Using the air fryer to make yourself a grilled cheese is the simplest, most hands-off way to treat yourself to the hot, fresh comfort food. To make this happen, you can refer to Tasting Table's recipe for an easy air fryer grilled cheese, developed by Kit Hondrum.
One of the key points of the recipe is that you start the air-frying process with open-faced pieces of bread. So, if you're making two sandwiches, you'll lay out four pieces of bread and put cheese on each piece, evenly divided. With this method, it's guaranteed that the cheese will melt at the same rate as the bread toasting (which can be one of the most frustrating parts of making grilled cheese on the stovetop).
After a certain amount of time, you'll close the sandwiches and finish the air frying process. Then, voila. You have a gooey and delicious grilled cheese to enjoy.
Other Tips To Making The Perfect Air Fryer Grilled Cheese
Just like with making grilled cheese on the stove, there are a few tips you can keep in mind when making grilled cheese in the air fryer so that you end up with the most delicious sandwich possible. For example, you want to pick cheese that melts well — Tasting Table's recipe calls for sharp cheddar slices, mozzarella slices, and shaved parmesan. Not only do these cheeses melt well, but it's always good to have a nice medley for a range of cheese flavors. Other cheeses that melt well include Gruyère, provolone, Monterey Jack, Swiss, and Colby — you can mix and match your favorites to make a customized medley.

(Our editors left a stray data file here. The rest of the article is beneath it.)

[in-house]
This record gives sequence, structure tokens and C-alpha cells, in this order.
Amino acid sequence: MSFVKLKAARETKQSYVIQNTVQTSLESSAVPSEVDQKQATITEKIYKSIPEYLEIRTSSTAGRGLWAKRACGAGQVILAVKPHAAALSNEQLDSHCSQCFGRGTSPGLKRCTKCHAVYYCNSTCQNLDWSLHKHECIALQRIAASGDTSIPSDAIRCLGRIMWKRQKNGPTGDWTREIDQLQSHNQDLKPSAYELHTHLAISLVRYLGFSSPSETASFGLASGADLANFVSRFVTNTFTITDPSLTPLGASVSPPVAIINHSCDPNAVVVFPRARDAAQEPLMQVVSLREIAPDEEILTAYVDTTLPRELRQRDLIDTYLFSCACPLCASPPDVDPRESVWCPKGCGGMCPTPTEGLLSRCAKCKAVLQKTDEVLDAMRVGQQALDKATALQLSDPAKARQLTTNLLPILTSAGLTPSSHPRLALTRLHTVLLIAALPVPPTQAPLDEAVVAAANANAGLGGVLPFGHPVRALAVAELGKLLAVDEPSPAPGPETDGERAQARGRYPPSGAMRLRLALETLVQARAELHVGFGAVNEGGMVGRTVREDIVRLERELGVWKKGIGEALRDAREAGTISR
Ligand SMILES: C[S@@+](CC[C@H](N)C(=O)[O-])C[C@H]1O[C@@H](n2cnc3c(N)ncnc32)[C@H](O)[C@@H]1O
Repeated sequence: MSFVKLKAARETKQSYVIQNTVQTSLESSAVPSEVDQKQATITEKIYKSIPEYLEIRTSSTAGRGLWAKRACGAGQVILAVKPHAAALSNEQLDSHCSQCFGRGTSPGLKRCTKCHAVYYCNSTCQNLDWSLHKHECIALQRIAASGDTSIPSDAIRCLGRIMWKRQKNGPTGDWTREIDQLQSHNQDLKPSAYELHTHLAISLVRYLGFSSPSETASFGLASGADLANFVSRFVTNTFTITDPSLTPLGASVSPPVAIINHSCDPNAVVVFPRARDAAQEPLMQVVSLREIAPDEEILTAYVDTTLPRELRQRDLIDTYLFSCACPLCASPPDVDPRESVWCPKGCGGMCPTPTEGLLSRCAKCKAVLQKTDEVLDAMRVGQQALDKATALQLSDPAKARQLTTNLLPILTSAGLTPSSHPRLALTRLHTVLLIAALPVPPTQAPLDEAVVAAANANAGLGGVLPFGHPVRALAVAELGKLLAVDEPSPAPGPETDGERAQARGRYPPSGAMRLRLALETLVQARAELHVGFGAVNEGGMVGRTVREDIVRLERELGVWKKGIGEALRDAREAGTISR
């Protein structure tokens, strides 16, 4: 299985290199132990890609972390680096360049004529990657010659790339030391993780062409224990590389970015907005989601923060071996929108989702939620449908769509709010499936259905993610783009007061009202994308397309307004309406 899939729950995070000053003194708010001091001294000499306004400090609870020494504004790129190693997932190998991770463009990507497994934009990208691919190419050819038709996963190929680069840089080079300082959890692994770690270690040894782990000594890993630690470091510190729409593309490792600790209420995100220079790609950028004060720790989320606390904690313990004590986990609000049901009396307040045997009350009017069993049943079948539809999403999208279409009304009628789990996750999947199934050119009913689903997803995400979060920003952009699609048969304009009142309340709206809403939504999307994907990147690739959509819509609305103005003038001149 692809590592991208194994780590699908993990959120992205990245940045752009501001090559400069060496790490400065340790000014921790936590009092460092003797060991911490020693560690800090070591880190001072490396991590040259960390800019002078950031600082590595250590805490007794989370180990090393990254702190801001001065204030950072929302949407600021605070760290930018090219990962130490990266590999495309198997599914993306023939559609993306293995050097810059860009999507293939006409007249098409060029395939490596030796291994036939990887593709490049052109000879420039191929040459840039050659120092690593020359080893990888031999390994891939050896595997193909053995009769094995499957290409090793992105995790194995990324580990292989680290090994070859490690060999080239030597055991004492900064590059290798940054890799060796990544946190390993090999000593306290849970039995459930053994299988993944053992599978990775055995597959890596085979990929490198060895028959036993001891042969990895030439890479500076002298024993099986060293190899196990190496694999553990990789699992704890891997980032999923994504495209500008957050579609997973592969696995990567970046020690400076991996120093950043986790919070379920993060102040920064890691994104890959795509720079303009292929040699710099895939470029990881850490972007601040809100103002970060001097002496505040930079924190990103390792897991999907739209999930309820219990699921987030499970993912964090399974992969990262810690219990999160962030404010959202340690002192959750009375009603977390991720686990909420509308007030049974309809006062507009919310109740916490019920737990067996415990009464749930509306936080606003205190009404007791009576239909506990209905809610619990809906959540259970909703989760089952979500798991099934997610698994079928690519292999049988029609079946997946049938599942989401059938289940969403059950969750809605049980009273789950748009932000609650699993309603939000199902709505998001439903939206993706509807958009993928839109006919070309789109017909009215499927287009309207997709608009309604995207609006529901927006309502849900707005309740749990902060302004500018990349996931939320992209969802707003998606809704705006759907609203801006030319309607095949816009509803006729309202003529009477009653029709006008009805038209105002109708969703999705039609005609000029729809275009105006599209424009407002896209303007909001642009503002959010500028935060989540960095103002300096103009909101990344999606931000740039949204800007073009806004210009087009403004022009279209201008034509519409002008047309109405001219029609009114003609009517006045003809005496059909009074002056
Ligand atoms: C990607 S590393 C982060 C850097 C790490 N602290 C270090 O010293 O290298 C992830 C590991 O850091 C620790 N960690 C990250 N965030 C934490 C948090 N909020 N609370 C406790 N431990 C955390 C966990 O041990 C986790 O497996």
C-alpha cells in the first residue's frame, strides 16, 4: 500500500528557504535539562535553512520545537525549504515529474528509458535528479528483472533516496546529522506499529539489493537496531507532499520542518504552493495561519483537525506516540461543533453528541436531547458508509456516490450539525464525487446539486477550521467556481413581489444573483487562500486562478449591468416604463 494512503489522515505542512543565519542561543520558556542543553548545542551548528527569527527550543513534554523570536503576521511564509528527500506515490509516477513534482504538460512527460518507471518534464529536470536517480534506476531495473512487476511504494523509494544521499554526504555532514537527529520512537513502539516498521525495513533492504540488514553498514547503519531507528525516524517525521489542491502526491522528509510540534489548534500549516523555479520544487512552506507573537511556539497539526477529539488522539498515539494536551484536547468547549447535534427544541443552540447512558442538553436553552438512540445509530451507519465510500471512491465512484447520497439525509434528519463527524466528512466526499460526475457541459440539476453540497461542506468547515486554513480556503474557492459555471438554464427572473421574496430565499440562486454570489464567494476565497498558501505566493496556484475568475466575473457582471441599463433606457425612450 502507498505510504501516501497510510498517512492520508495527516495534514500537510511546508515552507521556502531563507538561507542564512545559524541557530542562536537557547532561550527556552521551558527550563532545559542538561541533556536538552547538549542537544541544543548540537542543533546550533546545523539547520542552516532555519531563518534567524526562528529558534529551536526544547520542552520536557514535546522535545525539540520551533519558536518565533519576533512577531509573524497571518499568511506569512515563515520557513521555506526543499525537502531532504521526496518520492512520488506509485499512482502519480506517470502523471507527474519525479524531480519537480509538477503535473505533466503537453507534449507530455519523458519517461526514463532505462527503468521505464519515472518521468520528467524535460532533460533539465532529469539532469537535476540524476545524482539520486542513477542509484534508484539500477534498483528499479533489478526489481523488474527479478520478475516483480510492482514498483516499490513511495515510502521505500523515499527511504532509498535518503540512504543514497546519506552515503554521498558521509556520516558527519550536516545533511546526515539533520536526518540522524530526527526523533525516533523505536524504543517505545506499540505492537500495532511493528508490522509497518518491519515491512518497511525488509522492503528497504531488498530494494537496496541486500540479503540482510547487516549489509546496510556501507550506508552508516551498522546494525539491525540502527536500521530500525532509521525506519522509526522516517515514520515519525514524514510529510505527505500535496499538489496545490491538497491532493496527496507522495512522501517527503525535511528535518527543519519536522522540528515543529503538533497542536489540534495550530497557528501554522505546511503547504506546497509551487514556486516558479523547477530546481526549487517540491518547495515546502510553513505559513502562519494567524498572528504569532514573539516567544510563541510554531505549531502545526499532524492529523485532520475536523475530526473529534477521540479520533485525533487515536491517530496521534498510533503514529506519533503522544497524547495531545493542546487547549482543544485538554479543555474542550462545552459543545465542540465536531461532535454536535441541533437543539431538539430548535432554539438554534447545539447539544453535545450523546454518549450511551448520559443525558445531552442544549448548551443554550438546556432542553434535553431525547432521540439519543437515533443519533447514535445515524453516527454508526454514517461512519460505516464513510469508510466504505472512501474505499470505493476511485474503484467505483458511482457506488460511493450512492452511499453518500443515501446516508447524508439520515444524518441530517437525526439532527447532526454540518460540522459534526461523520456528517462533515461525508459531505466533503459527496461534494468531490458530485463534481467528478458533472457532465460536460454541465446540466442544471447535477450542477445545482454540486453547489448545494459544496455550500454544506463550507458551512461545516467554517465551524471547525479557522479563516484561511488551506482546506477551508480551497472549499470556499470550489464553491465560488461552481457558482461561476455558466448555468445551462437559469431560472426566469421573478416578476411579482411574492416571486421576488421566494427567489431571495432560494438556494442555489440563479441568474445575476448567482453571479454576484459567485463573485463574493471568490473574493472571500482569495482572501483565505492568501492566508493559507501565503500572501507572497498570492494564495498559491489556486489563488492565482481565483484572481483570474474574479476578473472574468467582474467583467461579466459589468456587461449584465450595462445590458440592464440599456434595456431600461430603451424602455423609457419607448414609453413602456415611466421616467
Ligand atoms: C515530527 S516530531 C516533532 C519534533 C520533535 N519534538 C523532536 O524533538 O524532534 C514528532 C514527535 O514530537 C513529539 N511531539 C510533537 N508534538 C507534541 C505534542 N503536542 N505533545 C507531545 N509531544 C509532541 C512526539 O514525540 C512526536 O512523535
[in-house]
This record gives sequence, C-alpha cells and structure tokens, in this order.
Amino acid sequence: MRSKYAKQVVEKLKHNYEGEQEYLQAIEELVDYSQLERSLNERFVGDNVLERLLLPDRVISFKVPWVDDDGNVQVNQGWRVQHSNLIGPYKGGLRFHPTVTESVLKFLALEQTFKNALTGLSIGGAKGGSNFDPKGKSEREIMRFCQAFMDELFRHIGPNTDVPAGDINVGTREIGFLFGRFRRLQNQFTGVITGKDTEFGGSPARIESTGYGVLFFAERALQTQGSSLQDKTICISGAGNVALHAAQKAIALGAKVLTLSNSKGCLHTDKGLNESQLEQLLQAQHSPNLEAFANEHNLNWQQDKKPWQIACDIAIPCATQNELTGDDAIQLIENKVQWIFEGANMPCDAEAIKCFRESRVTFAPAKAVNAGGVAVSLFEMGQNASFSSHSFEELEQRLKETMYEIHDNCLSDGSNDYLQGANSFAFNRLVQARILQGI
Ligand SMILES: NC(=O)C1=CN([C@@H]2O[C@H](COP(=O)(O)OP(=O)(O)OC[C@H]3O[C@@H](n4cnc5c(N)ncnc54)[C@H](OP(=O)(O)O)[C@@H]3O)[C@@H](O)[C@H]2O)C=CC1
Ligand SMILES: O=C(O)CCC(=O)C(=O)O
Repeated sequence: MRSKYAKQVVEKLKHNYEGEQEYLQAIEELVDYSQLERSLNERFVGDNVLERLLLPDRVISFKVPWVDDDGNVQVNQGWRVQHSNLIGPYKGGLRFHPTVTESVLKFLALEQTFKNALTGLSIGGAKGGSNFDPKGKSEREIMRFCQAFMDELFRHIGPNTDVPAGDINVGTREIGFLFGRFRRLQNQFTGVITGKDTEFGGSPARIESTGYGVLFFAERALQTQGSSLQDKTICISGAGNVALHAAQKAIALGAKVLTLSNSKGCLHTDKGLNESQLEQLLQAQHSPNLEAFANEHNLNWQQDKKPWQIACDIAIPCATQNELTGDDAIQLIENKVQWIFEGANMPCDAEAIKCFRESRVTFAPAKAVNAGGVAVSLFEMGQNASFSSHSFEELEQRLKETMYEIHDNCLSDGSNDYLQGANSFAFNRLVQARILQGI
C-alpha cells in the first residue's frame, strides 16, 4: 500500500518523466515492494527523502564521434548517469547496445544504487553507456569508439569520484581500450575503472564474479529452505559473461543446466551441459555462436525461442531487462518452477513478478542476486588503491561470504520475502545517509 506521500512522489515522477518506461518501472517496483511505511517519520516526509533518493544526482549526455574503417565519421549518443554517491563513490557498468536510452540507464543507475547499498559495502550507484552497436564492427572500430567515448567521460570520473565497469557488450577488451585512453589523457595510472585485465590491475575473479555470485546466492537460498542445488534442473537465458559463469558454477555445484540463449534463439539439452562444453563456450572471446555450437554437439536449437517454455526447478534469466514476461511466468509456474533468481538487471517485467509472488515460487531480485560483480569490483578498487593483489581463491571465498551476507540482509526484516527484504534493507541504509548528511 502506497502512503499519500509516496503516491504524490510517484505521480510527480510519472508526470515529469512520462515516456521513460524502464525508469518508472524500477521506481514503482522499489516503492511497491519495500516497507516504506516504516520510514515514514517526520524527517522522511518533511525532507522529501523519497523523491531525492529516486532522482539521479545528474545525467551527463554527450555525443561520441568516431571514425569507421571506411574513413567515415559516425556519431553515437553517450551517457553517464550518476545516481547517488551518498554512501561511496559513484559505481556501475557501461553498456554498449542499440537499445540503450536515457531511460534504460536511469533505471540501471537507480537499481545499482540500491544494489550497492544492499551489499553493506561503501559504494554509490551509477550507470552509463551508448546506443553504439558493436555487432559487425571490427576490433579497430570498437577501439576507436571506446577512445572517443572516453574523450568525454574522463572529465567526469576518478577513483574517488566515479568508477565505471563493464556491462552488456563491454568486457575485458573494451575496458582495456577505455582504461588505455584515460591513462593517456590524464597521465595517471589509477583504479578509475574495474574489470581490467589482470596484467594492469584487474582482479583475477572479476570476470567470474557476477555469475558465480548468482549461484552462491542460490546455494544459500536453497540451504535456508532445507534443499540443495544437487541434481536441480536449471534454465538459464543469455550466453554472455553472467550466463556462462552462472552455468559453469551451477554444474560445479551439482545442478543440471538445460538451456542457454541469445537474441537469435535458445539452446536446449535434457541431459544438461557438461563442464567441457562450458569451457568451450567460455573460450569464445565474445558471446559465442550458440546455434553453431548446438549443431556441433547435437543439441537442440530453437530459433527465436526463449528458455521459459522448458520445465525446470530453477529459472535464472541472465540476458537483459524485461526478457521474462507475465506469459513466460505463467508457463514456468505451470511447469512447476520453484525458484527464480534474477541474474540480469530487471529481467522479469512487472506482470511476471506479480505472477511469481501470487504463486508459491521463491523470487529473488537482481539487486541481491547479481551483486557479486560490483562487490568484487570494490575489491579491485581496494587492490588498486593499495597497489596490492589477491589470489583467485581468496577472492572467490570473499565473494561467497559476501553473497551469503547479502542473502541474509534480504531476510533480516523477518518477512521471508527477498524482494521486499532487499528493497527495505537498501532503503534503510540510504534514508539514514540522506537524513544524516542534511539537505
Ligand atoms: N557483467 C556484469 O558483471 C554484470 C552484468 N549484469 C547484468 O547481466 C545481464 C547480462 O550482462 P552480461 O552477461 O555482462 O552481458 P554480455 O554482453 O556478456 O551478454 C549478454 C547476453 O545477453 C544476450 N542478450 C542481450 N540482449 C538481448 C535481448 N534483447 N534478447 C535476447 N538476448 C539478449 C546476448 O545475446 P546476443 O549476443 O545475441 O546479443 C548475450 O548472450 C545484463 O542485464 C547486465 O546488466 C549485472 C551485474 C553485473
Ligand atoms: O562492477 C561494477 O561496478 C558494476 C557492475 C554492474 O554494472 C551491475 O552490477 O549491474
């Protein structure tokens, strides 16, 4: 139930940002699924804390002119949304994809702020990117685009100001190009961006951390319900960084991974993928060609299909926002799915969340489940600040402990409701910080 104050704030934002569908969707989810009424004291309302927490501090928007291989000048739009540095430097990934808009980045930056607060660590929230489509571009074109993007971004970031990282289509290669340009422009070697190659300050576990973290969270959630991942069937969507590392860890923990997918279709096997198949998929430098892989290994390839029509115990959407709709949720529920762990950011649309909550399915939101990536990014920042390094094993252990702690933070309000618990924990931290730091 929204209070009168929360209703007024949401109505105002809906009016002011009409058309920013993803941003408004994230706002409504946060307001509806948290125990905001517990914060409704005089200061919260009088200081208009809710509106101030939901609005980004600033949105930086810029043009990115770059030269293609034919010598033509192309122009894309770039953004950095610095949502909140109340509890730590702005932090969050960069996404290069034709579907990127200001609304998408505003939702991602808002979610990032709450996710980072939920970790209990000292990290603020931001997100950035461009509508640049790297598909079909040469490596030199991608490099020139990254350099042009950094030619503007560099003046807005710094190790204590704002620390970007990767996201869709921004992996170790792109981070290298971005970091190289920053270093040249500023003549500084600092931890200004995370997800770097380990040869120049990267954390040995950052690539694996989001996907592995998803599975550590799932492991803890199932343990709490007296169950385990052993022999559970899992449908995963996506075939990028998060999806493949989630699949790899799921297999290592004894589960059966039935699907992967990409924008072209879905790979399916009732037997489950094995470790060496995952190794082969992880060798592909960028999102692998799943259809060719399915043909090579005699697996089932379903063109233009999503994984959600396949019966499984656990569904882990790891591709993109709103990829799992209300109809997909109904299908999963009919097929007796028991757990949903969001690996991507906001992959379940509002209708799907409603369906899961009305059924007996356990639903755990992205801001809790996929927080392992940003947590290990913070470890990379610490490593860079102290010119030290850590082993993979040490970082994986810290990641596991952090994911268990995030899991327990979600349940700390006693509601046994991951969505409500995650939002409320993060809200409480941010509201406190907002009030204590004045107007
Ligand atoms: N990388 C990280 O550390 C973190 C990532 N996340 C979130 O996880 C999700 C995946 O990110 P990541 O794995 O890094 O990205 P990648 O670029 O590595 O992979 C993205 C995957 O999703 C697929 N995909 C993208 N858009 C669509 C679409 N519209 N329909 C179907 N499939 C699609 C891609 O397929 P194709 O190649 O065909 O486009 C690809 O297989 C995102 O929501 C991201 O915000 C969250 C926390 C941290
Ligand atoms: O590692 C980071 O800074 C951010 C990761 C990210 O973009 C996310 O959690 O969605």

Additionally, we have to address the great debate of butter versus mayo when it comes to which one to use on the outside of the bread for grilled cheese. When it comes to using the air fryer, it may be better to opt for mayo — even if you swear by butter — because it has a higher smoke point. A higher smoke point can make a difference with the air fryer just in case your specific air fryer works faster than the recipe calls for (smaller-sized air fryers work at a different pace than larger ones, for instance); this way, the bread likely won't burn.
Read the original article on Tasting Table.